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Gov. Justice declared in his State of the State back in January, "We don't need to quit until every single person is not standing on the side of the bridge saying, 'Mister, you have no idea how bad I'm hurting.'"

Actions speak louder than words. A case in point is that despite our governor's noble pronouncement, he recently signed House Bill 4001, a law that once enacted will do more to increase hunger than increase full-time employment.

HB 4001 mandates that the state no longer apply for a waiver from the federal government to exempt able-bodied adults without dependents from a 20-hour-a-week work requirement to receive Supplemental Nutrition Assistance Program (known as SNAP or food stamps, but more importantly should be understood as food).

The law will add at least eight additional counties to the nine-county pilot that began in early 2016 when our Department of Health and Human Resources removed roughly 5,417 so-called "able-bodied adults without dependents" from the SNAP rolls.

Work requirements sound good, and they especially sound good when applied to "able-bodied adults without dependents," but be careful not to generalize who these thousands of individuals might be.

Perhaps it is a person on the difficult journey toward recovery from opioid addiction, and the food security that SNAP provides is the linchpin.

Perhaps it is one of the thousands of grandparents raising grandkids due to the ongoing opioid crisis. Make no mistake then, more children will go hungry, too.

Is taking food away from a person the answer to helping them find a job that offers enough hours to satisfy the work requirement, and (gasp) a job that offers a decent wage and health benefits?

Because in reality a lot of these individuals are working but they are in extremely low-paying, part-time jobs that are volatile and do not always provide enough hours to meet the 20-hour-a-week minimum.

While people often say that any good policy should be evidence-based, too often we instead hear anecdotes and sweeping charges of "laziness" used to justify policy.

Sociologist Herbert Gans said of this trend in his essay "The War Against the Poor" that "judgments are based on imagined knowledge, which may come from stories and preconceived ideas."

When looking at the evidence of the nine-county pilot where stricter work requirements were enacted and 5,417 individuals lost their food stamps, "imagined knowledge" is about all we have.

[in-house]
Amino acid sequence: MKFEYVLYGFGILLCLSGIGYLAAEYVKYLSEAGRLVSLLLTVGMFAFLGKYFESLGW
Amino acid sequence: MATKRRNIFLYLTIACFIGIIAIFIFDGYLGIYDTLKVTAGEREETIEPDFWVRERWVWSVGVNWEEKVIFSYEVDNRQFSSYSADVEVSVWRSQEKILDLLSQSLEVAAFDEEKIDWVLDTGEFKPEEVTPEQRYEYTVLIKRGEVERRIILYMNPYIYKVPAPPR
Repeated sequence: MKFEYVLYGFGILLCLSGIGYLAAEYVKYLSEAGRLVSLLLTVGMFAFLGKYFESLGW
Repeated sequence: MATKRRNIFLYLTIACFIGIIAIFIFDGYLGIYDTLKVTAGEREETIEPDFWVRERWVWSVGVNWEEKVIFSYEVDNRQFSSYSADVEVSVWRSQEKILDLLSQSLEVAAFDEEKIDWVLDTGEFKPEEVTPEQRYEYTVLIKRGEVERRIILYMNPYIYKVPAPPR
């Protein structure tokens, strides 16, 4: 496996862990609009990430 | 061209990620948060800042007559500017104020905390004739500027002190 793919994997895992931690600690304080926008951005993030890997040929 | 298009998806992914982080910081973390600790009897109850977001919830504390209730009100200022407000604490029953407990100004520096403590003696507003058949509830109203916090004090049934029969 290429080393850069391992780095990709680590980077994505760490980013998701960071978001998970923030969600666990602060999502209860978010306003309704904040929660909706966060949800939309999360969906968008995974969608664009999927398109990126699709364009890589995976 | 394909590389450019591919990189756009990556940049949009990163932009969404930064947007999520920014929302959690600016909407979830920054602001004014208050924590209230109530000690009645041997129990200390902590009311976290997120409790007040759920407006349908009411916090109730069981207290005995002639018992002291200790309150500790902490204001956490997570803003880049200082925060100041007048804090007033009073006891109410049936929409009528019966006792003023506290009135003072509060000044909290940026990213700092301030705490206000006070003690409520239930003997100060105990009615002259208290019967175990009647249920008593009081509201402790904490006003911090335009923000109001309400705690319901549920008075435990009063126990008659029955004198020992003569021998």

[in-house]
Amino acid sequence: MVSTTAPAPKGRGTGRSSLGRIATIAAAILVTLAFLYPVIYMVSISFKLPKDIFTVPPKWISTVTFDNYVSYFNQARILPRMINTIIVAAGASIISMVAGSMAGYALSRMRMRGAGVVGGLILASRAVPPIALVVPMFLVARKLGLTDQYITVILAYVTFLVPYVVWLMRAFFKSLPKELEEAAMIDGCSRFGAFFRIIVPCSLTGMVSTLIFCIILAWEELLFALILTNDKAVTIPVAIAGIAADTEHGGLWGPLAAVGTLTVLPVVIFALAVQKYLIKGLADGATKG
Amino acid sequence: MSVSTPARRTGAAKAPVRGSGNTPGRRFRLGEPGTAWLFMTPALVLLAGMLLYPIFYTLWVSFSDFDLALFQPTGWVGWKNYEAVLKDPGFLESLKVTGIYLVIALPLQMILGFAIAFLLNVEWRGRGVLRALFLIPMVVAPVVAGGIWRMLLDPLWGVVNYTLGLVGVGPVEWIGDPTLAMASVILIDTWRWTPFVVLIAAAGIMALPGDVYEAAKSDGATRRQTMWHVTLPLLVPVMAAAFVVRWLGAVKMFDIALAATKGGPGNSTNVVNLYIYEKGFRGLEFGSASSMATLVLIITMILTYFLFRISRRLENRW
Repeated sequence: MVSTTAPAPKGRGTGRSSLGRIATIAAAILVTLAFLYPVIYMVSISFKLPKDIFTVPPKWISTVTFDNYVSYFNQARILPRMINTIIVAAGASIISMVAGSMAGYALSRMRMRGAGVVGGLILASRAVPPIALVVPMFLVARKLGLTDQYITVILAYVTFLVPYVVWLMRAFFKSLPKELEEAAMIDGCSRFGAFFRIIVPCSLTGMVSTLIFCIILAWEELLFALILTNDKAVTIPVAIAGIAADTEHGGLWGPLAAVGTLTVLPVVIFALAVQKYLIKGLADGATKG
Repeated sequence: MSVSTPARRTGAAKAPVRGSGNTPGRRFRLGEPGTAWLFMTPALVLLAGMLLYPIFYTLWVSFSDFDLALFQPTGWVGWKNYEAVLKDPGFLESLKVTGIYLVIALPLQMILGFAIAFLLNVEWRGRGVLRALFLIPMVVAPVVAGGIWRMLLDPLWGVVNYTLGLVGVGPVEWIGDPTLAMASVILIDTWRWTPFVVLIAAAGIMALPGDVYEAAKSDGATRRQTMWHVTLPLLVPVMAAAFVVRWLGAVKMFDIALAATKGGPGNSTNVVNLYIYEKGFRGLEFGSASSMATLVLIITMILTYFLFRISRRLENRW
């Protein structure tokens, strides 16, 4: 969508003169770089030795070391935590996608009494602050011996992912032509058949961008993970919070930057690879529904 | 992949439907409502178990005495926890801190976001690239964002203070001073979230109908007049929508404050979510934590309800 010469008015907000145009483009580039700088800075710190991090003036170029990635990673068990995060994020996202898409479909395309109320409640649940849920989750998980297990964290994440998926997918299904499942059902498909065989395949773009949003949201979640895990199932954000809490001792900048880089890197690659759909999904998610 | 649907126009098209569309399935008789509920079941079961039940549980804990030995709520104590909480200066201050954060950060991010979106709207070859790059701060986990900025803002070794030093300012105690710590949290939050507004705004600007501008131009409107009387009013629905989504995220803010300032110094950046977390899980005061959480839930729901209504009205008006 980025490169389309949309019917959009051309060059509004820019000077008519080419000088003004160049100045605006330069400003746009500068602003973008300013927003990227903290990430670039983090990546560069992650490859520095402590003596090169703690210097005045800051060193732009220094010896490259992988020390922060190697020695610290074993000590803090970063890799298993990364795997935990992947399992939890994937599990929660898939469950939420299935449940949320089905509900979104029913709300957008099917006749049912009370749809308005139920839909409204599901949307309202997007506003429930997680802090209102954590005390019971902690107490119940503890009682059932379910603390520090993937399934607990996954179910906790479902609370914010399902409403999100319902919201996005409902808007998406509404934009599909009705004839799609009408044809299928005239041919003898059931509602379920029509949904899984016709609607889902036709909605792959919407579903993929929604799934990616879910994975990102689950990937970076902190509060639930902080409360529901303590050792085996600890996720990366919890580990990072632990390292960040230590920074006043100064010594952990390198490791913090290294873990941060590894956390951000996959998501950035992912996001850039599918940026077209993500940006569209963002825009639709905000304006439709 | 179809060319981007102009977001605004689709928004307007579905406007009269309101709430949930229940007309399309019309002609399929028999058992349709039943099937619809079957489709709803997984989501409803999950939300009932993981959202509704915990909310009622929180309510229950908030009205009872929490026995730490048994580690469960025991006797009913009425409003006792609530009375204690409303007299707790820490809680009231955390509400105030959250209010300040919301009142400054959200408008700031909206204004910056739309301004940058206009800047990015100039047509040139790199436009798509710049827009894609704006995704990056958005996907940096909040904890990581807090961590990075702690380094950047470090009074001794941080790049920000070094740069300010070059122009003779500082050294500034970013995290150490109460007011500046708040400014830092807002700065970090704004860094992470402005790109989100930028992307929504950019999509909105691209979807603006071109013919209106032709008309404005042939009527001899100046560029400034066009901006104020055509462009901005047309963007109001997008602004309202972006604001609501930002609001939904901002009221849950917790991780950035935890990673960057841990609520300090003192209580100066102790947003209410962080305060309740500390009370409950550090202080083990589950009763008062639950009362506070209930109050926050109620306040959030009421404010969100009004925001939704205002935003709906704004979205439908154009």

Did we succeed in the professed goal of getting people into more full-time employment, paying taxes and therefore no longer needing $118 a month to help pay for the bare necessity of food?

According to the Department of Health and Human Resources' own report, the answer is no. Of the 13,984 referrals to the SNAP Employment and Training (E&T) program, 259 gained employment - a less than 2 per cent success rate.

By contrast to HB 4001, the bill number alone indicating it was their top priority, the same legislative body could not find the political will to pass a bill that would have had a real impact on workforce participation.

HB 2727 sought to address the fact that people leave prison every day without any form of state-issued identification card, which means they face difficulty obtaining a job, much less keeping one if they don't have a driver's license. This bill, which would have helped thousands of West Virginians become gainfully employed taxpayers, died in House Finance.

Illustrating how HB 2727 would have boosted employment, a 2015 study conducted in Franklin County, Ohio, of "able-bodied adults without dependents" found that a whopping 60 percent of the 5,000 individuals surveyed said that not having a driver's license was a significant barrier to employment. Other major barriers cited were felony convictions, lack of transportation and being non-custodial parents.

HB 4001 becoming law will not create a single good-paying job. But it will for certain take food away from people, and federal dollars away from local economies.

The people who support legislation like this believe that food is a privilege, not a basic human right. It is probably safe to say then that our billionaire governor, and both the Republicans and Democrats who voted for this bill, are not worried about how they will pay for their next meal.

I am left to conclude that the governor's avowal in his State of the State was not true aspiration, but that really he has no idea how bad people are hurting.

Lida Shepherd, a resident of Charleston, is with the American Friends Service Committee's WV Economic Justice Project.

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